Jim

July 30, 2014

The Kackleys in Cuba

Jim and his family just returned from Cuba and had a tremendous, eye-opening experience! Below are some photos with interesting comments from Jim and his son, Christian.

 

I remember walking up to the man who owned this car and was surprised by how willing he was to let us sit in it and talk all about it. He even opened up the hood and showed us the engine.

“I remember walking up to the man who owned this car and was surprised by how willing he was to let us sit in it and talk all about it. He even opened up the hood and showed us the engine.” – Christian

This and the other dinner with a local family were tied for first with the beach day we had with some local college kids. I had so much fun talking to them, practicing my spanish and basically just having normal conversations with someone who spoke a different language. Although Amalia did know some English so she would ask me a question in English and I would try and answer in Spanish or vice versa.

“This and the other dinner with a local family were tied for first with the beach day we had with some local college kids. I had so much fun talking to them, practicing my spanish and basically just having normal conversations with someone who spoke a different language. Although Amalia did know some English so she would ask me a question in English and I would try and answer in Spanish or vice versa.” – Christian

"This was the other family we had dinner with, the mom actually spoke French so Josh talked to her in French a little bit. This was a lot of fun just like the other dinner, possibly even more so because the girl knew English almost fluently. She got frustrated by my bad Spanish so we talked in English the whole night."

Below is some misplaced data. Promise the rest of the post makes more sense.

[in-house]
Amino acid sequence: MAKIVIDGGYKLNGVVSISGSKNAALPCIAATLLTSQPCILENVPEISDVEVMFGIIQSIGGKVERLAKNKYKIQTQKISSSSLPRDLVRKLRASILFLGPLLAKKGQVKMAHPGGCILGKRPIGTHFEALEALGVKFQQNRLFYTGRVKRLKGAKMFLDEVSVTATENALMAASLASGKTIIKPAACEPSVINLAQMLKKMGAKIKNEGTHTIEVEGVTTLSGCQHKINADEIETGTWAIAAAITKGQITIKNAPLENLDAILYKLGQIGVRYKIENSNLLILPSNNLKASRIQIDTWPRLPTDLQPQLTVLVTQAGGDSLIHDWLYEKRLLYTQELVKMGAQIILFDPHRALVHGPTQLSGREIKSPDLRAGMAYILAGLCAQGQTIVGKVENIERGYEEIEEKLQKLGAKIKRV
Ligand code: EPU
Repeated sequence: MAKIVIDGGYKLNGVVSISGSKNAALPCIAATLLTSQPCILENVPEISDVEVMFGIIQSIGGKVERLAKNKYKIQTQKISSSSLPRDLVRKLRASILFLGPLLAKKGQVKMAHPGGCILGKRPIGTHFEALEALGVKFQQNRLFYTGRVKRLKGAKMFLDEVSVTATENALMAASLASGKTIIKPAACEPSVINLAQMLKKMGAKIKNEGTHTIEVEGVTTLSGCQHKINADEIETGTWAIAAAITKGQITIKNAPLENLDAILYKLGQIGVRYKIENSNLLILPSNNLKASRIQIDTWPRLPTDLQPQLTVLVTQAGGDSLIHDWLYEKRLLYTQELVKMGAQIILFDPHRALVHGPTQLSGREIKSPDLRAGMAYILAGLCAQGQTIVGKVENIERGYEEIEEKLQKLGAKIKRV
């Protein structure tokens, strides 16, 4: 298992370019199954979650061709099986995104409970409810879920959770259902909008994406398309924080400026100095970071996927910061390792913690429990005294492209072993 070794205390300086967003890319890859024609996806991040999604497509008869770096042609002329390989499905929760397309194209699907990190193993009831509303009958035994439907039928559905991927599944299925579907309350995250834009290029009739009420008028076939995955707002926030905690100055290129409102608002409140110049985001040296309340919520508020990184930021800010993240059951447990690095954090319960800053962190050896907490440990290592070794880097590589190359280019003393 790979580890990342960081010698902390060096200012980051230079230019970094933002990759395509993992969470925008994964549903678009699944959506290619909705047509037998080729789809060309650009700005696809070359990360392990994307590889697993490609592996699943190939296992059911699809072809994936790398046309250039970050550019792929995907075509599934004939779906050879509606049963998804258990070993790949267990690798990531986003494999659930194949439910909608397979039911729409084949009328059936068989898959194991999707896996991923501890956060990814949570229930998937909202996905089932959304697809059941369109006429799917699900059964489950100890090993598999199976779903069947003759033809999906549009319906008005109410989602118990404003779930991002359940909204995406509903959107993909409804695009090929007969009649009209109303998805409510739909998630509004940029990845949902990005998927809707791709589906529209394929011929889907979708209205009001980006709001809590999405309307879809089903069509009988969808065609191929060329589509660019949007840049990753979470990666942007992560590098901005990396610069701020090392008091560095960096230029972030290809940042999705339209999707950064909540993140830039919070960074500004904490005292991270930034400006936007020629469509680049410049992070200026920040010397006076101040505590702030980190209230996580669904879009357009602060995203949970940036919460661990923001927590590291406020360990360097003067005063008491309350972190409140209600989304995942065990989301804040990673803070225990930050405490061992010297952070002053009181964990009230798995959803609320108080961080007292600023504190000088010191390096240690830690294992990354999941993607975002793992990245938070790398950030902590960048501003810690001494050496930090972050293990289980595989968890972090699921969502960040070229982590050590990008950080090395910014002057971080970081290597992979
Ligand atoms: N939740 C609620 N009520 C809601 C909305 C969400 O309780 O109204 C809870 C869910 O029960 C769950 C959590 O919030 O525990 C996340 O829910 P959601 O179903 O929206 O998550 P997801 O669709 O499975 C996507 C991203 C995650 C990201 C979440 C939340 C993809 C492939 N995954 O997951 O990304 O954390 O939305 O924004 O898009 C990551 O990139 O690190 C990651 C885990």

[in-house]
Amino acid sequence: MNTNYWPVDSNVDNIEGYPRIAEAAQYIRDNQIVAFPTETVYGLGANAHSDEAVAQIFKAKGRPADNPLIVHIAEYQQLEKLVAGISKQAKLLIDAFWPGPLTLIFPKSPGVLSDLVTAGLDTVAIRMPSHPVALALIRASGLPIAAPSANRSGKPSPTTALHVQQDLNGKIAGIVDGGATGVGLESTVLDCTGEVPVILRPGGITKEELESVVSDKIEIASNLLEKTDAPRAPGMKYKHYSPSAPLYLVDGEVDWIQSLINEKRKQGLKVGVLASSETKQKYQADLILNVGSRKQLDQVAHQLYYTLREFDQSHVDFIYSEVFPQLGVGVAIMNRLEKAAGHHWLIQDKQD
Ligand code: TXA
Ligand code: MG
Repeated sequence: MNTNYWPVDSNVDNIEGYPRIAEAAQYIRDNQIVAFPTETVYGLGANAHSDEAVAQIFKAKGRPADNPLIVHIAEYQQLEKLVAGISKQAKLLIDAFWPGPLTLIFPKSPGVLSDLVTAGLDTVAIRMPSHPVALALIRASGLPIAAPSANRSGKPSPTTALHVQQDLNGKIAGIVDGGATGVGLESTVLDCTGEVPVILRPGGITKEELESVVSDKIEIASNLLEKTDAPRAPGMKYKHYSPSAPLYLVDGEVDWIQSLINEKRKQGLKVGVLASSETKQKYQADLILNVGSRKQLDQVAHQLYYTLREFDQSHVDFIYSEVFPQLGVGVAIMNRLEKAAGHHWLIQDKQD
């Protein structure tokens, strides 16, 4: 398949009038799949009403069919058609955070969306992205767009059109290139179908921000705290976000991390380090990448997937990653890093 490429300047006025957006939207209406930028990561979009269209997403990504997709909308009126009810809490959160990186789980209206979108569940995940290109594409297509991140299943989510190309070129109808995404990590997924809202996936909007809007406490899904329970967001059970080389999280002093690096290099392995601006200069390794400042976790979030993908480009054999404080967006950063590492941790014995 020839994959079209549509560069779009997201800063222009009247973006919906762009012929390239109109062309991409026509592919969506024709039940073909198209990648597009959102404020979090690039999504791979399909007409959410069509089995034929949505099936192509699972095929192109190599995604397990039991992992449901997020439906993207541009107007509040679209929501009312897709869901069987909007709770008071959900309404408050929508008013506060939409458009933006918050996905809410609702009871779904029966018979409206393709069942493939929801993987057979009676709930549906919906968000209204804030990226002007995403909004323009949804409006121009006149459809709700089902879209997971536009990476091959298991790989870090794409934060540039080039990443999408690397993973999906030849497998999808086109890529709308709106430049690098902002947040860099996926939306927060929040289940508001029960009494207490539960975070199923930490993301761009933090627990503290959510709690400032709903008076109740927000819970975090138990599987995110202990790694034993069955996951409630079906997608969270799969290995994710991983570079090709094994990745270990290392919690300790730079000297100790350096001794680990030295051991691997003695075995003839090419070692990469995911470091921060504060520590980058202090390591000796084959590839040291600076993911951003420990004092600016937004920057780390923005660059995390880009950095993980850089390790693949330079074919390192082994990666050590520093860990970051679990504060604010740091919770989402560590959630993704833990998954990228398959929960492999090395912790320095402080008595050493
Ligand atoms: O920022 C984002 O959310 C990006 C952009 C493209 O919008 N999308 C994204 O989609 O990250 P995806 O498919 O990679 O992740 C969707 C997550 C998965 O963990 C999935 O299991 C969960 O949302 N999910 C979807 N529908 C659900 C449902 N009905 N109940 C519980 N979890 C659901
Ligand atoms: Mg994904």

“This was the other family we had dinner with, the mom actually spoke French so Josh talked to her in French a little bit. This was a lot of fun just like the other dinner, possibly even more so because the girl knew English almost fluently. She got frustrated by my bad Spanish so we talked in English the whole night.” – Christian

e.

".  Here is a great one of two Cuban girls who wandered into Café de Maria after 9pm to sit and have their espresso.  In my family I am the only able to drink coffee in the afternoon." - Jim

“Here is a great one of two Cuban girls who wandered into Café de Maria after 9pm to sit and have their espresso. In my family I am the only one able to drink coffee in the afternoon.” – Jim

"This was quite possibly one of the coolest things I've ever done. This is a live bee hive with very real bees flying around it. The lady opened it up and fearlessly started drinking honey from the hive. We were all shocked until she explained that the bees had no stinger."

“This was quite possibly one of the coolest things I’ve ever done. This is a live bee hive with very real bees flying around it. The lady opened it up and fearlessly started drinking honey from the hive. We were all shocked until she explained that the bees had no stinger.” – Christian



April 28, 2011

What Will Your Teenager Love about Turkey?

Christian at the Hagia Sophia

We are always wondering how to keep our teens active and engaged, with plenty of physical action to tire them out. But let’s not forget open and curious minds, waiting to be filled with fascinating tales and images. Turkey is perfect for teenagers because of its history, art, and culture… but then it has ocean, mountains, and rivers too that offer so much outdoor excitement. Turkey is ideal for teens.

What does 14 year old Christian Kackley have to report on his visit to the magnificent Hagia Sofia? Read on…

“10,000 workers, working from sunset to sundown, 6 days a week, and it still took 6 years to finish. Well, that’s what happens when you’re building a church with the largest dome in the world at the time. Actually it was the second largest dome but even now, 1500 years later, it is still the third largest in the world. The dome is pushing so much pressure down that buttresses were built to keep the church standing, otherwise it would have collapsed. Even so, the church is still moving, you can see it by the leaning pillars.